3 Just asking 11.02.05 at 4:26 PM


When people use scare quotes, it’s usually because they disagree with the word being used that way. Does Sega deny that Ariel is a settlement? If so, what is it? If not, why the use of scare quotes?

For me to be a troll would have required me to make inflammatory statements or to try to disrupt the discussion. There was no discussion to disrupt on this post and there wasn’t likely to be one and nothing I said was inflammatory, unless you consider talking about settlements to be inflammatory per se.


4 DaninVan 11.02.05 at 6:00 PM

a) Who or what is “Sega”?
b) Sari, will no doubt in the fullness of time, answer your questions.
c) In the meantime, by way of continuing the “discussion”, here’s my thoughts on the subject.

Sari used the quotations to call attention to the “settlement” factor as they (and the word)are a hotbutton. The point was that the “settlement” is doing something very proactive in helping non-Israeli Arabs break the cycle of self pitying welfarehood; something that’s completely contrary to Arab/palestinian protestations against anything and everything Israeli. It’s a good-news item that needs to be disseminated.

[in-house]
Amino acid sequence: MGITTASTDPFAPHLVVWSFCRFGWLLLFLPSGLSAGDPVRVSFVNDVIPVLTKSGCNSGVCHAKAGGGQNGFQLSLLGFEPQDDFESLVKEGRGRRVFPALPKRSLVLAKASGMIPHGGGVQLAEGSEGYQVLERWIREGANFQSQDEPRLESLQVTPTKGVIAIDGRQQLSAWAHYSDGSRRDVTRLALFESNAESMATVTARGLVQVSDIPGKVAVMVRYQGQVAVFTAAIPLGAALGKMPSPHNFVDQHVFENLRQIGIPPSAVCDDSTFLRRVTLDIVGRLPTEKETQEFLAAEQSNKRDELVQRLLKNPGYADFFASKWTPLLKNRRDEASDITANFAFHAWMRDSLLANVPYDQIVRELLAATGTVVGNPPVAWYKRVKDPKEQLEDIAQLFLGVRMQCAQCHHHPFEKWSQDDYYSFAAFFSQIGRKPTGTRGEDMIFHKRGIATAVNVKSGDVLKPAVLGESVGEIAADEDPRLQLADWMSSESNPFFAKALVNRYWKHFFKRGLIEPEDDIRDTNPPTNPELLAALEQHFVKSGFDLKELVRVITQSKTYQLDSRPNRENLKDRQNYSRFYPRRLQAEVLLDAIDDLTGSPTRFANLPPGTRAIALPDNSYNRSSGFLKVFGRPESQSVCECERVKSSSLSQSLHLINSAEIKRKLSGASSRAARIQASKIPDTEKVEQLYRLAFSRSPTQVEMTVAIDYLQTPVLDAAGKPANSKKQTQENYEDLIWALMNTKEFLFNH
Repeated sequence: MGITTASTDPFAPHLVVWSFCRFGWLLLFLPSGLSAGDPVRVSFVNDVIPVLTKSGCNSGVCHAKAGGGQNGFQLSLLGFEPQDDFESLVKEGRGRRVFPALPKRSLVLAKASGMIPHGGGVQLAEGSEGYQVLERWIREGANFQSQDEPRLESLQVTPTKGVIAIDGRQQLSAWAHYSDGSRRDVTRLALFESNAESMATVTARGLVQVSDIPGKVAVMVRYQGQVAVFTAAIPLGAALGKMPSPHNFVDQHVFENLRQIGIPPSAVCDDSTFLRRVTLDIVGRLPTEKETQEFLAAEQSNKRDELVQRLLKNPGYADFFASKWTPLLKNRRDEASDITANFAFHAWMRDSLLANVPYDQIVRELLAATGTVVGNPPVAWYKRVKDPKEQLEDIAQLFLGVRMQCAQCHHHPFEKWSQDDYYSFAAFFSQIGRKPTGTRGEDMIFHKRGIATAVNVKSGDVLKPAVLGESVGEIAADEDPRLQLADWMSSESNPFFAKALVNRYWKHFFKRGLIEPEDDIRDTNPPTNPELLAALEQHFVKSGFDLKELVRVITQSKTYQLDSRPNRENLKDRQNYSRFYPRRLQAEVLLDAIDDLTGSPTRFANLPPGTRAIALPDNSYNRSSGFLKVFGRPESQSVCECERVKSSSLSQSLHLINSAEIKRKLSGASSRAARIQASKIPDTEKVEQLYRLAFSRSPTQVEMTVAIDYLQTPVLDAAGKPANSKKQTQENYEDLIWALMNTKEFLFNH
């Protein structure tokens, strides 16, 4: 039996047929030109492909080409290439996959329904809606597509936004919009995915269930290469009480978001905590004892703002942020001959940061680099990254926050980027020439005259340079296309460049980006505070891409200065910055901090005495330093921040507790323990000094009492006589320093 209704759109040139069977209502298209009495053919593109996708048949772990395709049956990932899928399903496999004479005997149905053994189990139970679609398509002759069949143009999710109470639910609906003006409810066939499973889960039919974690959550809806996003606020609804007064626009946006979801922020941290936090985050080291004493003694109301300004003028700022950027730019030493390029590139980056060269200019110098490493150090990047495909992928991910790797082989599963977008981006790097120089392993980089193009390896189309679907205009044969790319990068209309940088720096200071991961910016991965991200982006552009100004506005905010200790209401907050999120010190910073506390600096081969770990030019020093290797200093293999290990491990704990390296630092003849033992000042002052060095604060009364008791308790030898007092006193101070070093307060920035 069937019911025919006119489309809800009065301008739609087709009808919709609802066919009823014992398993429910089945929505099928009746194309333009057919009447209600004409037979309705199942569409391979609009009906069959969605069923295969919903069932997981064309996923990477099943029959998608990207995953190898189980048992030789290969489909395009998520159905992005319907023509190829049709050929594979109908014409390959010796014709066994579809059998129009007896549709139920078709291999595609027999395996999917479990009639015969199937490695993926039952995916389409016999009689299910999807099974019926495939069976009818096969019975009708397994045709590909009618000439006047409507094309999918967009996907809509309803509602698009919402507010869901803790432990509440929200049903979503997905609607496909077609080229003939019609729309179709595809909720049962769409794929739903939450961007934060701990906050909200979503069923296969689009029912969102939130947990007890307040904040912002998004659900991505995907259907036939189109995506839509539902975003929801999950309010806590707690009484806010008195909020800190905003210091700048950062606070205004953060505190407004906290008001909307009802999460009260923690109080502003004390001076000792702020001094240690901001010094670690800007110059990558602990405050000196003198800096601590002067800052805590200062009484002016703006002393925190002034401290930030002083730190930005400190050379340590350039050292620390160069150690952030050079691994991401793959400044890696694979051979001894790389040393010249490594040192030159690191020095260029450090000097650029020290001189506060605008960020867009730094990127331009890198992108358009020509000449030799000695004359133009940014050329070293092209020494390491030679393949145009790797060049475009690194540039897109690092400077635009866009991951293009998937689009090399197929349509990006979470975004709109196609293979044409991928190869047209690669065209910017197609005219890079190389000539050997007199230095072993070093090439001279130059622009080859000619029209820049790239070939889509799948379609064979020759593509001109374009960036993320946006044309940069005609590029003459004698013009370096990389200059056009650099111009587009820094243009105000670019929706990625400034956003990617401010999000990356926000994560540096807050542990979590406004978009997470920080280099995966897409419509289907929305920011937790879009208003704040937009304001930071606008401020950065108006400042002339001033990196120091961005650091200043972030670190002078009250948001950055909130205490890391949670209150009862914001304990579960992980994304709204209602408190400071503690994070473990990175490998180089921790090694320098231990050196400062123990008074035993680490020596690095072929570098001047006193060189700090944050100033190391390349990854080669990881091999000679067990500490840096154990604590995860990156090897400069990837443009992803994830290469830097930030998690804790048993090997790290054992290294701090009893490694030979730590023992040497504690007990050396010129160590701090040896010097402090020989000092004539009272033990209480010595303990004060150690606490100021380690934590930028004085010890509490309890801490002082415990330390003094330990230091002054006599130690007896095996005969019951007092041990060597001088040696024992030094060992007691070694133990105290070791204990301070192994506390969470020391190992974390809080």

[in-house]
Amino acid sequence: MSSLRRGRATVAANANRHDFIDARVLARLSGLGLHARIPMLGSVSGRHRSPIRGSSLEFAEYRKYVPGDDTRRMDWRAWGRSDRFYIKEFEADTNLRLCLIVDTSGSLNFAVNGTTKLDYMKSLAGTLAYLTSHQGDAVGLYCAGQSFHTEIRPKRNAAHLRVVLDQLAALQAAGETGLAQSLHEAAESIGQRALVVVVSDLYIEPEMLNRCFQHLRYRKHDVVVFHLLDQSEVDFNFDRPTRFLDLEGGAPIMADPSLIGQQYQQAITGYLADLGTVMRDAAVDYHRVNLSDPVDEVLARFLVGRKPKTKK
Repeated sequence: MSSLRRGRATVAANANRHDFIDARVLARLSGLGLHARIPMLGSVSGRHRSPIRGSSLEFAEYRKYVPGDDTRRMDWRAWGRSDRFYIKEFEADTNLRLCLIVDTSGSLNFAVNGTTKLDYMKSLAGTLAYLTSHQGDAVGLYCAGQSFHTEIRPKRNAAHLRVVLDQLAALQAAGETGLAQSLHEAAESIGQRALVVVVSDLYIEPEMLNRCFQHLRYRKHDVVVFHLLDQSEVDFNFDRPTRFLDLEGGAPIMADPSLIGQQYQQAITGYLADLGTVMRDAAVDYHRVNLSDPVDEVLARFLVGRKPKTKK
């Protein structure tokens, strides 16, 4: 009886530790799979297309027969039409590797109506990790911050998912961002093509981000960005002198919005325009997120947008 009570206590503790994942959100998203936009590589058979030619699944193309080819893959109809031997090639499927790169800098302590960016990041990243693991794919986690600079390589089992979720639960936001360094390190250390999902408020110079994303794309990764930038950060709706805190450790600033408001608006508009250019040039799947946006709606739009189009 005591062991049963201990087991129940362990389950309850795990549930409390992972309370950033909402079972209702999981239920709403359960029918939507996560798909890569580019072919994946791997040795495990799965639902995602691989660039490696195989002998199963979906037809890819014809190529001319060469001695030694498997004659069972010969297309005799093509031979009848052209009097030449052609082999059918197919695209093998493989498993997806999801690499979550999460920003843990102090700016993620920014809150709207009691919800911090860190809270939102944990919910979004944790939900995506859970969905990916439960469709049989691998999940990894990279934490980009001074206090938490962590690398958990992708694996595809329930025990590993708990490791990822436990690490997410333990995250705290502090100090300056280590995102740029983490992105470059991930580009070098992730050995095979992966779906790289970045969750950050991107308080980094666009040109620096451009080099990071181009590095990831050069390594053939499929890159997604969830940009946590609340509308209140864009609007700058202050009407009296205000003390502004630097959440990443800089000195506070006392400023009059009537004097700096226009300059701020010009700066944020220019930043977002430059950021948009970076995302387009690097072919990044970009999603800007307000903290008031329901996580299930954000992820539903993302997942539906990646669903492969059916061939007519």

Note that the topic is Israelis helping Arab youth, not persecuting them. A “troll” wouldn’t see that.


5 segacs 11.02.05 at 6:32 PM

As nice as it is to see people happily explaining things on my behalf and putting words in my mouth, I’m also pretty capable of explaining what I mean on my own.